Here’s Jing Travel’s weekly guide to stories that give insight into Chinese travel trends and how they affect the industry’s main players.
Ireland Rolls Out the Red Carpet
Tourism Ireland hopes to welcome 200,000 Chinese tourists by 2025. Ahead of a sales mission to China, the organization announced the in-China marketing budget will double to €1million ($1.1million). With Chinese tourists increasingly turning to less conventional destinations, Ireland saw an 11 percent uptick of visitors in 2018. The introduction of a direct Beijing-Dublin flight was a key driver of growth and the Emerald Isle will be hoping for a similar reaction following Hainan Airlines’ launch of a Shenzhen-Dublin route in February.
Arabian Travel Market Looks to Innovate
The Gulf Cooperation Council (GCC) must create tech-connected experiences if it is to capture increasingly younger and more independently minded Chinese travellers, according to international experts at the Arabian Travel Market 2019. While China-friendly visa on arrival policies have played a role in drawing 1.6 million tourists in 2018, the next step is to make the Gulf’s unique attractions accessible and shareable through Chinese social media channels. Dubai is proving a regional trailblazer and its partnership with Tencent led to the recent launch of a WeChat Mini Program for Burj Khalifa, the world’s tallest building.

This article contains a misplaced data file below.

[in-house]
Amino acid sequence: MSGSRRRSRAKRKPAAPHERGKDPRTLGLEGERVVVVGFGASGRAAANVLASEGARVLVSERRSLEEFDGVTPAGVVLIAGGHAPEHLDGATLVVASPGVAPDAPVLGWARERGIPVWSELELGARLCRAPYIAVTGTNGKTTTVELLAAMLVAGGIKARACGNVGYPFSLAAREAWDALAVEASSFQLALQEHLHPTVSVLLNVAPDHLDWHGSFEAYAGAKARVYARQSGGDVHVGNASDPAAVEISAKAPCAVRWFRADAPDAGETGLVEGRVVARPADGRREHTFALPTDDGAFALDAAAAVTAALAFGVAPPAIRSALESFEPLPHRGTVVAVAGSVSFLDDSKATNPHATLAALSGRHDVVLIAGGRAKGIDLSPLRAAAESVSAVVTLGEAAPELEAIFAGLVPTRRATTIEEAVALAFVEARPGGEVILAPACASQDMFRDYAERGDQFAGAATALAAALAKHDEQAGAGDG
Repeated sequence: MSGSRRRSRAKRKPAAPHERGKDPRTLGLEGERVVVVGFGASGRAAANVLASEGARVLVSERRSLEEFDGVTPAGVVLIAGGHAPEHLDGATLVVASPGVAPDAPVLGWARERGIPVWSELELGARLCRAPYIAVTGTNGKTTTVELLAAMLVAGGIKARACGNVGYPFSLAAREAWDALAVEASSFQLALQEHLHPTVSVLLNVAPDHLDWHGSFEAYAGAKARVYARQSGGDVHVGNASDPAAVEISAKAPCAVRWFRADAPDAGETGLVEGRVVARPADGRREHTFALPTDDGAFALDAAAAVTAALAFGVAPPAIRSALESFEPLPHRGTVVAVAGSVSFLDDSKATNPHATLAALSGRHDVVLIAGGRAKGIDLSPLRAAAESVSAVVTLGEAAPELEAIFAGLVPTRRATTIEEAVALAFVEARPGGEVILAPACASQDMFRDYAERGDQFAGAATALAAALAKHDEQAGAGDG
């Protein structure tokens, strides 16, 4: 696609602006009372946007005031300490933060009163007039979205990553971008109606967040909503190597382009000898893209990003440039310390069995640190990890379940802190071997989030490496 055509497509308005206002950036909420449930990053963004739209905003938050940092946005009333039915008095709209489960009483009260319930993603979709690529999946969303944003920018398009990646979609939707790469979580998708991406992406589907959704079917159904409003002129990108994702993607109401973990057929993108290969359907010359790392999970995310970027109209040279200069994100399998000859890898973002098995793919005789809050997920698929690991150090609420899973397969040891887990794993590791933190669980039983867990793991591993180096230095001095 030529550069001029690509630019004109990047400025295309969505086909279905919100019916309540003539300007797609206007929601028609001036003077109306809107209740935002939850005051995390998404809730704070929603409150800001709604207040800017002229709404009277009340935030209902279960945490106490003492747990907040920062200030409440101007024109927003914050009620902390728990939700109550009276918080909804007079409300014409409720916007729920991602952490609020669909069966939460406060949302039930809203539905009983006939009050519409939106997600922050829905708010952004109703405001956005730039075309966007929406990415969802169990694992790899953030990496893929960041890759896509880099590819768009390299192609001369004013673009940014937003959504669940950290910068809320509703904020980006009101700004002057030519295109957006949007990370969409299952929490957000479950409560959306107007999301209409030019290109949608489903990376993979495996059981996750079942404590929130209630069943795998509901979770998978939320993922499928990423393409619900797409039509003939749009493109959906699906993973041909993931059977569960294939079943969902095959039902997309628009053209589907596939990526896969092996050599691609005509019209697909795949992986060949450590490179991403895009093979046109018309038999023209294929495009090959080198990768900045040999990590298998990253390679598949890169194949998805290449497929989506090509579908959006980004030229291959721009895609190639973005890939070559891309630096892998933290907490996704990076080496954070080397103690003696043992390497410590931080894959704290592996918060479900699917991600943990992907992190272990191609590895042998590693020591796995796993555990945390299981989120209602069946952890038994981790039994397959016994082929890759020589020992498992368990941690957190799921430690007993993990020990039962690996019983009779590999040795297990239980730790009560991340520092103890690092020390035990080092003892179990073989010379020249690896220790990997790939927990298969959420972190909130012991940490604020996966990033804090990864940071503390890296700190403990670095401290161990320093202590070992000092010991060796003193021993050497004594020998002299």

Extended Vacation Pays
Beijing’s Labour Day vacation extension achieved the desired effect with 195 million domestic tourists spending $17.5 billion, a 16.1 percent year-on-year increase. May is a popular holiday period in China and tourists took advantage with 38 percent spending between $75 and $147, compared to 36.8 percent during April’s Qingming Festival. With the government increasingly looking for innovative ways to stimulate domestic spending as it shifts from an export to a consumption-based economy, expect similar holiday tinkering in the future.
Chinese PR firm Helps Local Uganda Players
Uganda Tourism Board has hired a Beijing-based travel consultancy to capture a greater proportion of the more than 500,000 annual Chinese visitors to Africa. PHG Consulting-China aims to tap into an increasing appetite for natural and cultural destinations by promoting Uganda’s unique landscape and wildlife. The relationship between the two countries has grown closer through Belt and Road Initiative (BRI) with some seeing this tourism campaign as a means of minimizing Uganda’s ever-increasing debt, which stood at $11.1 billion in 2018.